Even Chef Deborah Madison, Who's Known for Her Vegetarian Recipes, Likes to Have Meat on Her Dinner Table Sometimes
Deborah Madison, author of An Onion in My Pocket ($13.99, amazon.com), will have you dreaming of simple, comfort foods like a BLT. The minimal ingredient sandwich is what you'll find on the chef, writer, and teacher's table Friday nights from August through the first freeze. She makes the sandwich using "wonderful tomatoes from the farmers' market," toasted sourdough bread she makes herself, and lettuce from her garden. If you're surprised that bacon is on Madison's menu, don't be. While best-known as for her vegetarian cooking, Madison herself is not a vegetarian. "I'll always be thought of as a vegetarian so I try to make the point that I do eat meat, while at the same time I do like vegetables and we eat a lots of vegetarian meals," she explains. In fact we could consider her one of the first advocates of a plant-based diet.
When winter comes around and the local tomatoes are no more, she'll swap that Friday night BLT for baked potatoes, sometimes with sausage, sometimes without but always with a big salad. "Everyone seems to love both meals and even though they are meant to be easy for me, we often have company and they are still easy," Madison says. Simple, easy dishes are one of the things she relies on. Here, she shares her tips for getting dinner on the table, her go-to meals, what she thinks of the new interest in plant-based foods, and more.
Madison is a big advocate for leftovers. She says, "Plan on leftovers, whether you've frozen them or just have them in the fridge. We had friends for a Southwestern dinner the other night, and tonight we're having posole with red chile and garnishes. So good and so easy—and, of course, a vegetable." Another weeknight dinner strategy that saves the cook time and stress is to have "a menu that's always the same on one night of the week. I love Fridays because I wake up and know exactly what I'm going to make."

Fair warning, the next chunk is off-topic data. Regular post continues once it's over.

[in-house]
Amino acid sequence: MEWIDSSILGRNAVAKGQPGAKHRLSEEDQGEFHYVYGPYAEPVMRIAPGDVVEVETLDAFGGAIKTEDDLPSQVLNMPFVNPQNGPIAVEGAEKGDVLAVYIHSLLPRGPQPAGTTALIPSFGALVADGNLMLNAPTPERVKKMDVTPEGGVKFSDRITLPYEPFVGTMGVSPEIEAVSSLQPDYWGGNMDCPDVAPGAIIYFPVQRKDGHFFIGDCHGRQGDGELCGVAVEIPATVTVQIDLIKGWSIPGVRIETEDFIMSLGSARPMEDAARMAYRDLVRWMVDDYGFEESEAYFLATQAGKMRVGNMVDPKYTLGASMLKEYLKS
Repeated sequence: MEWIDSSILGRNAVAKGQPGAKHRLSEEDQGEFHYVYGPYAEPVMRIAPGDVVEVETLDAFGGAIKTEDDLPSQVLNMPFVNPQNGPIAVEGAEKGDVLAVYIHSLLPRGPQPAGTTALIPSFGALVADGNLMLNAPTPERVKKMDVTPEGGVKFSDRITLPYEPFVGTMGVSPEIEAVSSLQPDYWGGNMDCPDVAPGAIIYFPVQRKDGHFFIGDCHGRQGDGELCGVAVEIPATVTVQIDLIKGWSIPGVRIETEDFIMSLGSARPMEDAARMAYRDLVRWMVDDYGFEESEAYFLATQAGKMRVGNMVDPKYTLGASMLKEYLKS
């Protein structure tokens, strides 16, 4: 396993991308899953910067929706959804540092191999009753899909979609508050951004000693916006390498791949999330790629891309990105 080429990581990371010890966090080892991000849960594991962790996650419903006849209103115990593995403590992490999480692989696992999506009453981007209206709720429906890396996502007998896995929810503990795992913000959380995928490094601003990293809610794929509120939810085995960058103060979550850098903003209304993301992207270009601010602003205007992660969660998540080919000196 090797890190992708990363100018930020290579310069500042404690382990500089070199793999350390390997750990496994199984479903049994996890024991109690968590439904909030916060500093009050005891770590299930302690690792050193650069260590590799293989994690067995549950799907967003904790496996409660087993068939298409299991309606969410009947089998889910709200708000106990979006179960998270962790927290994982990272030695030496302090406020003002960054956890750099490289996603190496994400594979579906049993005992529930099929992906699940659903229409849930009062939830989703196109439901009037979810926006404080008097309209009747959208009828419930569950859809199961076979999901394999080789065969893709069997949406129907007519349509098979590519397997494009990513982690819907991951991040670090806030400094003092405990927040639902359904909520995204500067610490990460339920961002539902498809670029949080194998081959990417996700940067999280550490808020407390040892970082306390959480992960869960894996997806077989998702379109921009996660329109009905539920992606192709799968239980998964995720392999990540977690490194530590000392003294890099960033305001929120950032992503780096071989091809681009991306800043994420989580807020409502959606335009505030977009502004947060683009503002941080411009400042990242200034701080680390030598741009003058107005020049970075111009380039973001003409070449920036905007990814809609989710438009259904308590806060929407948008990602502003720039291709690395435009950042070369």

Her Weeknight Go-Tos
When the weather turns cooler, Madison relies on cauliflower, which she'll use to make a curry with tomatoes. "I love the curry, as does my husband. It's substantial but not heavy; it is good with rice which he loves." But it's not always the star player. "Sometimes, the cauliflower is a vegetable side dish with turmeric, cumin, tahini sauce, and plenty of cilantro."
Another back-pocket recipe is chicken thighs braised in vinegar and broth. "Again, my husband loves this dish with the vinegar sharpening the chicken, which he normally doesn't care for." And her other weeknight go-to is black bean chili, which she makes in large enough batches so there will be leftovers to freeze.
Tips for Adding More Plant-Based Foods to Dinner
"The important thing is to start cooking," says Madison. "If you're stuck, get a cookbook and go to the vegetables, tofu, or whatever." Another of her tips is to think of what dishes you enjoy, then master the technique. Make it many times—with your variations if you wish—until you don't need a recipe anymore. Then go to the next dish. Lastly, "know that your dishes don't have to be complicated. They can be, but they don't have to be."
Why Has Vegetable Focused Cooking Has Become More Popular?
"For one we have so many more interesting vegetables and it's been found that eating widely from them is good for us," she says. And with people eating less meat, the focus moves to the vegetables. Madison is not a fan of plant-based meats saying ,"Why not just eat a grass-fed, grass-finished hamburger?"
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